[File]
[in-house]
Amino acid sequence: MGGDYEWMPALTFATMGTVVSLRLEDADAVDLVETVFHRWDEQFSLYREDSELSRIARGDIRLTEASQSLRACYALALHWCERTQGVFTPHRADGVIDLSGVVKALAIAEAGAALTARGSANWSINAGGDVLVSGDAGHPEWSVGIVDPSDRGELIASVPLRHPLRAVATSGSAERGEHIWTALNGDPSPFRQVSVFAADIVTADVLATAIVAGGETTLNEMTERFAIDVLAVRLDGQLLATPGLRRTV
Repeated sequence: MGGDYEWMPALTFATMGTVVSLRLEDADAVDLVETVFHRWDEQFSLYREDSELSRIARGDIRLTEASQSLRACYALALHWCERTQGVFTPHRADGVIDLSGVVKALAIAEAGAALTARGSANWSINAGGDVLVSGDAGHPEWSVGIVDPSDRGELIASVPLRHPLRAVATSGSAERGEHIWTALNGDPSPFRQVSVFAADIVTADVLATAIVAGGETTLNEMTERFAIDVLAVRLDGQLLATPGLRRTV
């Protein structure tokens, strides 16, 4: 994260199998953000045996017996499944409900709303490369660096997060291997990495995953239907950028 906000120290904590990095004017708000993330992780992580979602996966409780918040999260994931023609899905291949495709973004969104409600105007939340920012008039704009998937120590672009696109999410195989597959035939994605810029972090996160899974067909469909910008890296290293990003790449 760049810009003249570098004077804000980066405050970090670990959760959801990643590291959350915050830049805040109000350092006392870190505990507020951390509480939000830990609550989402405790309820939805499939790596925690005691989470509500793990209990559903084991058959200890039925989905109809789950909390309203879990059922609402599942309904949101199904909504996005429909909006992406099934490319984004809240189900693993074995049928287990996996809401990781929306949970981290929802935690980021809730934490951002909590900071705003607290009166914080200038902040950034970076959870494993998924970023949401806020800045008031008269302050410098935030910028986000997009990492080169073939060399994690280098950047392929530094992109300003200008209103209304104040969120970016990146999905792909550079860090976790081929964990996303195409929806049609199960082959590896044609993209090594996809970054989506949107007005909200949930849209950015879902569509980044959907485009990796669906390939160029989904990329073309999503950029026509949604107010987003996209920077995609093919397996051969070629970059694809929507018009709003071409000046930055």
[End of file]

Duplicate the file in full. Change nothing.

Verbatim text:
[in-house]
Amino acid sequence: MGGDYEWMPALTFATMGTVVSLRLEDADAVDLVETVFHRWDEQFSLYREDSELSRIARGDIRLTEASQSLRACYALALHWCERTQGVFTPHRADGVIDLSGVVKALAIAEAGAALTARGSANWSINAGGDVLVSGDAGHPEWSVGIVDPSDRGELIASVPLRHPLRAVATSGSAERGEHIWTALNGDPSPFRQVSVFAADIVTADVLATAIVAGGETTLNEMTERFAIDVLAVRLDGQLLATPGLRRTV
Repeated sequence: MGGDYEWMPALTFATMGTVVSLRLEDADAVDLVETVFHRWDEQFSLYREDSELSRIARGDIRLTEASQSLRACYALALHWCERTQGVFTPHRADGVIDLSGVVKALAIAEAGAALTARGSANWSINAGGDVLVSGDAGHPEWSVGIVDPSDRGELIASVPLRHPLRAVATSGSAERGEHIWTALNGDPSPFRQVSVFAADIVTADVLATAIVAGGETTLNEMTERFAIDVLAVRLDGQLLATPGLRRTV
């Protein structure tokens, strides 16, 4: 994260199998953000045996017996499944409900709303490369660096997060291997990495995953239907950028 906000120290904590990095004017708000993330992780992580979602996966409780918040999260994931023609899905291949495709973004969104409600105007939340920012008039704009998937120590672009696109999410195989597959035939994605810029972090996160899974067909469909910008890296290293990003790449 760049810009003249570098004077804000980066405050970090670990959760959801990643590291959350915050830049805040109000350092006392870190505990507020951390509480939000830990609550989402405790309820939805499939790596925690005691989470509500793990209990559903084991058959200890039925989905109809789950909390309203879990059922609402599942309904949101199904909504996005429909909006992406099934490319984004809240189900693993074995049928287990996996809401990781929306949970981290929802935690980021809730934490951002909590900071705003607290009166914080200038902040950034970076959870494993998924970023949401806020800045008031008269302050410098935030910028986000997009990492080169073939060399994690280098950047392929530094992109300003200008209103209304104040969120970016990146999905792909550079860090976790081929964990996303195409929806049609199960082959590896044609993209090594996809970054989506949107007005909200949930849209950015879902569509980044959907485009990796669906390939160029989904990329073309999503950029026509949604107010987003996209920077995609093919397996051969070629970059694809929507018009709003071409000046930055």